Day 188: Grab doubt by the balls and kick its ass
In the past few years, I’ve written over a thousand pages of my novel in a couple of drafts, hundreds, possibly thousands more pages in my various journals, and over 340 pages for this blog, and I’m still afraid I’m not supposed to be a writer. I read this article today by Ryan Boudinot for The Stranger that humbled, inspired, and frightened me. In it, he said:
Occasionally my students asked me about how I got published after I got my MFA, and the answer usually disappointed them. After I received my degree in 1999, I spent seven years writing work that no one has ever read—two novels and a book’s worth of stories totaling about 1,500 final draft pages. These unread pages are my most important work because they’re where I applied what I’d learned from my workshops and the books I read, one sentence at a time. Those seven years spent in obscurity, with no attempt to share my work with anyone, were my training, and they are what allowed me to eventually write books that got published.
I’ve been writing seriously since I was about 16 years old, and I really don’t think any of my stuff is any good. I was fortunate to be accepted to the USC School of Cinematic Arts Writing for Screen & Television when I was 18, and which I graduated from when I was 22. I turn 29 in a few months, and I don’t think I’m any closer to getting published. I just don’t think I’m good enough. I’m trying — god knows I’m trying — to be the best writer I can possibly be, but part of me feels like I’m not trying hard enough. I don’t write enough or read enough or read the right books enough or a million other reasons. I can toil away for 16 hours a day every day for years and I still don’t think I’ll be good enough to be published.
I signed up yesterday to Skillshare, which is this really cool service that bills itself as a place for creators to learn from other creators. Yesterday, I devoured Susan Orleans’ — yes, that Susan Orleans — class on Creative Nonfiction: Write Truth with Style. After watching the class, I felt super excited to write. I learned some useful techniques to implement into my workflow that I’m grateful I learned. Today, however, I went through Yiyun Li’s class on Writing Character-Driven Short Stories. I felt like I was learning a lot as the class progressed, but there was a comment she made that struck a chord. I won’t mention it here because the comment itself doesn’t matter; it was how it made me feel. It made me feel worthless. It made me feel like I should find something else to do.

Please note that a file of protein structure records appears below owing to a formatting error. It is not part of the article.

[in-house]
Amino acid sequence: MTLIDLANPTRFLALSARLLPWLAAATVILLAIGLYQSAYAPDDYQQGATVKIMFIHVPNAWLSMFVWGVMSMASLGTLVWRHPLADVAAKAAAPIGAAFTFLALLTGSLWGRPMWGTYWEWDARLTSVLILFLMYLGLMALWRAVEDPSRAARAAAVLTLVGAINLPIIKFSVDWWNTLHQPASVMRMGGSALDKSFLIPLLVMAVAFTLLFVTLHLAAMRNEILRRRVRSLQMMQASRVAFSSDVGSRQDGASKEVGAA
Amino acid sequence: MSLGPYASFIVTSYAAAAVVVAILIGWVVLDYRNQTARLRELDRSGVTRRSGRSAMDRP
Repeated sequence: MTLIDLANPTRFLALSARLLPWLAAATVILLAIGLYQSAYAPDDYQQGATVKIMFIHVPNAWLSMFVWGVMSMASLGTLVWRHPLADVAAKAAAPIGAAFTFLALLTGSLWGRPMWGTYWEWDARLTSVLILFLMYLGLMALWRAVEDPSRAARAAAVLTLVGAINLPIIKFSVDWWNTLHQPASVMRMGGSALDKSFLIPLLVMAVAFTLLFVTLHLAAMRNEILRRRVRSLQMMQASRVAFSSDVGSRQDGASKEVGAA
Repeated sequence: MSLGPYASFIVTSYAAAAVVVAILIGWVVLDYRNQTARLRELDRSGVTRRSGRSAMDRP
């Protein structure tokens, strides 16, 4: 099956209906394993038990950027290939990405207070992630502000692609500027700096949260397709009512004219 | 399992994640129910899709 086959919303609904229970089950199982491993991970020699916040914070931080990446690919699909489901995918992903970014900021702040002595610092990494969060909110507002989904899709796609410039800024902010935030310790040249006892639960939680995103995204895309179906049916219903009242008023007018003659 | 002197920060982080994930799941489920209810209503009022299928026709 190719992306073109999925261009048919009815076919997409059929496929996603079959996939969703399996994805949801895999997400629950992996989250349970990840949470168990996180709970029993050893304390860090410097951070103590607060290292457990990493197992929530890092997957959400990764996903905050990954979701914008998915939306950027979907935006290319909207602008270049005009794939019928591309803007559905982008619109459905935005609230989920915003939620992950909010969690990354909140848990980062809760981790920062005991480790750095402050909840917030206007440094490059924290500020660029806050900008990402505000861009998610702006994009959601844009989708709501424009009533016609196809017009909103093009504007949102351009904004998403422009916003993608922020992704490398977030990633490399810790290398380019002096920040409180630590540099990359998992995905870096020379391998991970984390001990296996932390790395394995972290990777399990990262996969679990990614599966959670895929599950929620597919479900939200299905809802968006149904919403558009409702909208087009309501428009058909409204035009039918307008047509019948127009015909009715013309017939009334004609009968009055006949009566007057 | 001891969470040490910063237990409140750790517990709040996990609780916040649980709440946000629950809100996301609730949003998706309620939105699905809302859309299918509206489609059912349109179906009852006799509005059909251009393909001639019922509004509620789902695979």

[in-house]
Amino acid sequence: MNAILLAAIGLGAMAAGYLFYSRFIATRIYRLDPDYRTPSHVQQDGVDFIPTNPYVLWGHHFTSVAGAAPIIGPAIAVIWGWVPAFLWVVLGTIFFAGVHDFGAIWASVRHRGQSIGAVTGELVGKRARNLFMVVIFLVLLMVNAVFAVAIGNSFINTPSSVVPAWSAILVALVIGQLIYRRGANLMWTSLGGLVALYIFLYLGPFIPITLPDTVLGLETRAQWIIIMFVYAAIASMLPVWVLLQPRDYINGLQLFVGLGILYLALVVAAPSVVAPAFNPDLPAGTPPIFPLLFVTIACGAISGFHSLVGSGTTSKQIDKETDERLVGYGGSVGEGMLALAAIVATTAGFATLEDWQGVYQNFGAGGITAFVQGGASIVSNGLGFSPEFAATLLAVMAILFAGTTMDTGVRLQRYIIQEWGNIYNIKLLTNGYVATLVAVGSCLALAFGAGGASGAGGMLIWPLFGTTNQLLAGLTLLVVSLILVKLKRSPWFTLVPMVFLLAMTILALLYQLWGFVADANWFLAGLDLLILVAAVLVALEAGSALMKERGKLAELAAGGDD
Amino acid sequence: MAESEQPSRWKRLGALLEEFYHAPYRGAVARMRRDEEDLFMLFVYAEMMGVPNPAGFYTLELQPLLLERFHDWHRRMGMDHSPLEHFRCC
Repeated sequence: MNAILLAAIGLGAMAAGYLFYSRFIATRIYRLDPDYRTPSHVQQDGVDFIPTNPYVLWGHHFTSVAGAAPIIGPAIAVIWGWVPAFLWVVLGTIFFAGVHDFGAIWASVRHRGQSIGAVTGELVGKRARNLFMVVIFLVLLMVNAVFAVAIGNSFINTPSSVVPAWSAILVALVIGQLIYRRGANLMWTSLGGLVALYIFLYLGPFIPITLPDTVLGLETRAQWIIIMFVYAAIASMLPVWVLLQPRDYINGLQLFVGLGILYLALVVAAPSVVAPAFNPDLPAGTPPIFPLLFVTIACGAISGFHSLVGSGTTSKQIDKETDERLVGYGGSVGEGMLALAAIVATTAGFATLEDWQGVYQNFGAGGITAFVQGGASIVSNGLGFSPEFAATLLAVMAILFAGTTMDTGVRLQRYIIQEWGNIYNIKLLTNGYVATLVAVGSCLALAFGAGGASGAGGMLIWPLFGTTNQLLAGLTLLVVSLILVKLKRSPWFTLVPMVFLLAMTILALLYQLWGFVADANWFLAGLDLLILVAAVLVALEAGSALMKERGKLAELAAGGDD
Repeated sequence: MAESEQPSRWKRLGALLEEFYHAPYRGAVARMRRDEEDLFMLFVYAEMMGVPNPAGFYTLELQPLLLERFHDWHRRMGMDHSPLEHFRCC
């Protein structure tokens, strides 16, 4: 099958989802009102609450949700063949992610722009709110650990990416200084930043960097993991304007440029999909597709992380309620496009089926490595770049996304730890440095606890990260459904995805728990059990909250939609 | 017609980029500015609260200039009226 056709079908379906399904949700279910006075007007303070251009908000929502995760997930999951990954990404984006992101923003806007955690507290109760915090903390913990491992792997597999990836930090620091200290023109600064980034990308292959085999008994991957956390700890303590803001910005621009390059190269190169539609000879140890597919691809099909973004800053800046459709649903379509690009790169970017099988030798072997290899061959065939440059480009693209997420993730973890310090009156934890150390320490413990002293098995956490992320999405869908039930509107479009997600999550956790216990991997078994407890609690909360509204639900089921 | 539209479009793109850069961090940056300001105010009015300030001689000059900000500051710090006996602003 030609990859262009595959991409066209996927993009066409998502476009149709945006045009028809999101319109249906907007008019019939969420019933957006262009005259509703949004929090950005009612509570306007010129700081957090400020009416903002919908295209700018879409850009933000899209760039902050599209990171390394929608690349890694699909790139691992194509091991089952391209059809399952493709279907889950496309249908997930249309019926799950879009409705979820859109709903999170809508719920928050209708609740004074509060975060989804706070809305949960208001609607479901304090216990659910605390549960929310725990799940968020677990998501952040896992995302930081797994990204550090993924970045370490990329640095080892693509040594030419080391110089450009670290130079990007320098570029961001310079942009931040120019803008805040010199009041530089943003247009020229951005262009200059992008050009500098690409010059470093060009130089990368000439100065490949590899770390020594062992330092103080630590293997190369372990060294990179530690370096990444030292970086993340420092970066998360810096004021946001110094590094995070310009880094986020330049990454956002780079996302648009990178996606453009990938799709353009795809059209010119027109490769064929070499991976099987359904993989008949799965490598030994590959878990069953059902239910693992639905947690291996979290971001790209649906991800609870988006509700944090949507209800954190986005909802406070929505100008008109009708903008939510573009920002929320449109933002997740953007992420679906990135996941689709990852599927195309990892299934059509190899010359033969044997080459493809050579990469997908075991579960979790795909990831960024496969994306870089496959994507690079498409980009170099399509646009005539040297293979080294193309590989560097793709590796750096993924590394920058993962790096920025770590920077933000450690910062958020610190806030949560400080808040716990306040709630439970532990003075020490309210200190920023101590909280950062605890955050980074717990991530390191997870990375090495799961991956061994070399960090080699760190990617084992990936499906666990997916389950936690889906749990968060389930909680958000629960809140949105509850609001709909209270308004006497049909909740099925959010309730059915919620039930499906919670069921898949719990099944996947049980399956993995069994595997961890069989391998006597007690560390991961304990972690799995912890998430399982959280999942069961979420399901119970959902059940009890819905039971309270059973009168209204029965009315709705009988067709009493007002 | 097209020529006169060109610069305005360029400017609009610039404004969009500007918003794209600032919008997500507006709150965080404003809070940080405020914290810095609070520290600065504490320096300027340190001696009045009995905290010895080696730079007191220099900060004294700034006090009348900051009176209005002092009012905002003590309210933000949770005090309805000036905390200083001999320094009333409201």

I shouldn’t have felt that way. The easiest thing for me to do is to go through my writing and revise it. That’s really it. Revise and rewrite, revise and rewrite, revise and rewrite. Problem solved. But then I read Ryan Boudinot’s article after that, and he seemed to pile more doubt onto my mind all I’ve been thinking about and feeling is that I’m not supposed to be a writer.
You know what, though? Fuck that. You know those stats I rattled off in the beginning? That fucking inspired me. I’ve written thousands and thousands of pages, and I know that I’m a much better writer than I was yesterday. I suck as a proofreader because I just don’t do it, but as a writer? I know I’m good enough to be published. I know I can be published. And yes, it involves trying harder. There’s nothing wrong with that. I’m trying hard already, but you know what? I’m not published. So I need to try harder. I need to finish my novel, and I need to write more stories, and I need to read more fiction books and fewer non-fiction books, and I need to not quit. I need to keep fucking pushing because nobody else can do this but me. Nobody else wants this as much as I do.
I love writing because it’s the purest and best form for me to express myself. As an introvert, I don’t get much of a chance to express myself in many other areas of my life. Writing is that outlet for me, and I love it. I love telling stories, and I love getting to know characters and empathizing with them, and I love telling the truth as I see it. This is my world, and I love exploring it through writing. Doubt sucks, and it makes me question everything, but I think I need that sometimes because it only reaffirms my commitments toward doing what I think is right for me. It’s all on me. Nobody else is worried about my happiness but myself. That’s the truth, and I need to get my ass off the damn floor and do the fucking work.